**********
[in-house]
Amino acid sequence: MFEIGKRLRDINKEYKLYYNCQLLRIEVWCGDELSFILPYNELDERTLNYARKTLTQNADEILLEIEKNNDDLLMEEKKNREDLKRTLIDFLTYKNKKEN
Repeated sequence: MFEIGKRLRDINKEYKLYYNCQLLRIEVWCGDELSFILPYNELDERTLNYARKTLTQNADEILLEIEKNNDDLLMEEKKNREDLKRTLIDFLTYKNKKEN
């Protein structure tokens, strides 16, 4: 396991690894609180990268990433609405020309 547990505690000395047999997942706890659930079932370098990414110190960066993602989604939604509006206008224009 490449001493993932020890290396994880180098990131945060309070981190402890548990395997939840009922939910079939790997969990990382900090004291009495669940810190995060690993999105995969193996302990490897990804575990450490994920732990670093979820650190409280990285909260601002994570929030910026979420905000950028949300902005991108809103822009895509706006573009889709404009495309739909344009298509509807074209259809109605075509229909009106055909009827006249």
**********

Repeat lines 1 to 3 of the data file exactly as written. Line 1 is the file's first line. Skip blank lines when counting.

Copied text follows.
[in-house]
Amino acid sequence: MFEIGKRLRDINKEYKLYYNCQLLRIEVWCGDELSFILPYNELDERTLNYARKTLTQNADEILLEIEKNNDDLLMEEKKNREDLKRTLIDFLTYKNKKEN
Repeated sequence: MFEIGKRLRDINKEYKLYYNCQLLRIEVWCGDELSFILPYNELDERTLNYARKTLTQNADEILLEIEKNNDDLLMEEKKNREDLKRTLIDFLTYKNKKEN